A chat with an employment lawyer might be a good thing, public policy issues may apply in that state.

Firing is a big deal for both parties, it can be the kiss of death for a professional, especially where they may not be all that many jobs for that profession, even in good times. Plus the word is going to get out that he was fired. Plus on the pragmatic side for a company, they now have to replace a trained employee. In a big company with a even streamlined HR process, that can take up to 2 months, even more if they have to do much of any kind of a search and/or relocation. Plus others have to do his job and theirs, etc

I don't think you got quite the whole story.
GAcop
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Posted: 2/5/2013 8:06:42 PM
Has to be done within 90 days of the firing.
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GOBLIN
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Posted: 2/5/2013 8:27:25 PM
he is fighting a loosing battle.

I was hospitalized in 2009 for a week,passed out and hit my head.Had a concussion ended up with 24 staples in my head.They kepy me to run tests to find out what happened.Never really found anything out though.I called into work the second day I was in and let my employer know what was going on.The first day I was in and out,and really didn't know where I was or why i was there.When I was finally released I called in to tell them that I was out and would be back the following Monday and was told I needed to talk to the GM.When I talked to him he told me I was terminated due to not calling in the first night I missed.I called 4 attornies and not a one would touch it because of "Right To Work"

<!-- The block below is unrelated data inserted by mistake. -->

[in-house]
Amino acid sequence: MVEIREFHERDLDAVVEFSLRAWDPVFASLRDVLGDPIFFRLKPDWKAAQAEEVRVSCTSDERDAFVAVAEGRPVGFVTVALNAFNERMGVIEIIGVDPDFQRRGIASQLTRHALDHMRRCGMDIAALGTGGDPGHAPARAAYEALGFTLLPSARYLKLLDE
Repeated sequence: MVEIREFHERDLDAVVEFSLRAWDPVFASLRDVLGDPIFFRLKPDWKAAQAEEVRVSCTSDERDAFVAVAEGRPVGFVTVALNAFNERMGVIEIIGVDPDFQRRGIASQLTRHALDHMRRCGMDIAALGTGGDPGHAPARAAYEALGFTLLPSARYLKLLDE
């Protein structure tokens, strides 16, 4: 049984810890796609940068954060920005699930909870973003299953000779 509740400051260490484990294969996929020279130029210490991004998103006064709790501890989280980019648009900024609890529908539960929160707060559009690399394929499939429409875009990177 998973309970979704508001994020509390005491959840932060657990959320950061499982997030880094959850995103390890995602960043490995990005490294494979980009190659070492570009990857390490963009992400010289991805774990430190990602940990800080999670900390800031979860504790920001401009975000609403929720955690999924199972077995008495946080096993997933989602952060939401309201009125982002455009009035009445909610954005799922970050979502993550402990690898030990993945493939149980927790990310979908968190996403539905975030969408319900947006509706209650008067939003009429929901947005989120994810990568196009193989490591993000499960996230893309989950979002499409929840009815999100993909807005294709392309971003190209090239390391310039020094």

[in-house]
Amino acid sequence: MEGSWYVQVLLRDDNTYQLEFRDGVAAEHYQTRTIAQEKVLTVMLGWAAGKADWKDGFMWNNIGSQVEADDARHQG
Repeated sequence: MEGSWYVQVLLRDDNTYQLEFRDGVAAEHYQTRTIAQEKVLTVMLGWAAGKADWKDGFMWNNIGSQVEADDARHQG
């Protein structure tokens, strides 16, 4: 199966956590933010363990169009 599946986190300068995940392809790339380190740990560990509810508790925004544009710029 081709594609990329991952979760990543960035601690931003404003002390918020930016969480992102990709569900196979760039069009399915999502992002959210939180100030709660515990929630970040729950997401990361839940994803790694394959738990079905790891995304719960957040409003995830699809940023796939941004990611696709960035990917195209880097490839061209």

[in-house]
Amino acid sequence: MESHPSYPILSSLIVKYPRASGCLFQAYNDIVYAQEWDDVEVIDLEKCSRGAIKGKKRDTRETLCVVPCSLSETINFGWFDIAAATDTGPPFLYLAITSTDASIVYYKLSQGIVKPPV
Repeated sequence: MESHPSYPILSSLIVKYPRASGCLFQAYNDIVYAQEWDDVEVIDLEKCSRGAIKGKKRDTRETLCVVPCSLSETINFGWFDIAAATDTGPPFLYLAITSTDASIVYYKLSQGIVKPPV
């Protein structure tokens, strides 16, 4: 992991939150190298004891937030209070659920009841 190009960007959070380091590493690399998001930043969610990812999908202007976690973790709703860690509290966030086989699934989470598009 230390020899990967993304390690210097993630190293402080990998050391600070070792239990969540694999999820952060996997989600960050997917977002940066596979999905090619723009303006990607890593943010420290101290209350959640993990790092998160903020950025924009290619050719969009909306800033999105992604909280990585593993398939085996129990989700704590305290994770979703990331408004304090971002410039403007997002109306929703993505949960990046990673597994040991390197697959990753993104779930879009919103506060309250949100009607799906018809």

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ClatuVertanictu
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Posted: 2/5/2013 8:29:32 PM
Is he working under an employment contract or collective bargaining agreement ?

98_1LE
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Posted: 2/5/2013 8:29:36 PM
Originally Posted By cswant88:
In a right to work state, your employer does not need a reason to fire anyone, whether on their probationary period, or otherwise. If you could prove that he was fired for any racial, religious, or reasons related to sexual orientation, then you may have a case, but other than that there isn't anything that can be done.


This.

If the employer doesn't have documentation to support the termination, he should be eligible for unemployment (depending on state laws; I don't know Colorado).
POG926
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Posted: 2/5/2013 8:29:45 PM
Right to work is is a joke. More like a right to fire.
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ILoveGauge
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Posted: 2/6/2013 10:43:45 AM
Originally Posted By POG926:
Right to work is is a joke. More like a right to fire.



Right to work is not a joke. In fact it's something completely different than everyone here - with the exception of skipsan - thinks it is. The stupid is so thick here it hurts.
thep33t
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Posted: 2/6/2013 10:46:18 AM
Do not know the specific laws in CO, but from what you said, in TX, he is SOL on a lawsuit. He outta be able to collect unemployment though.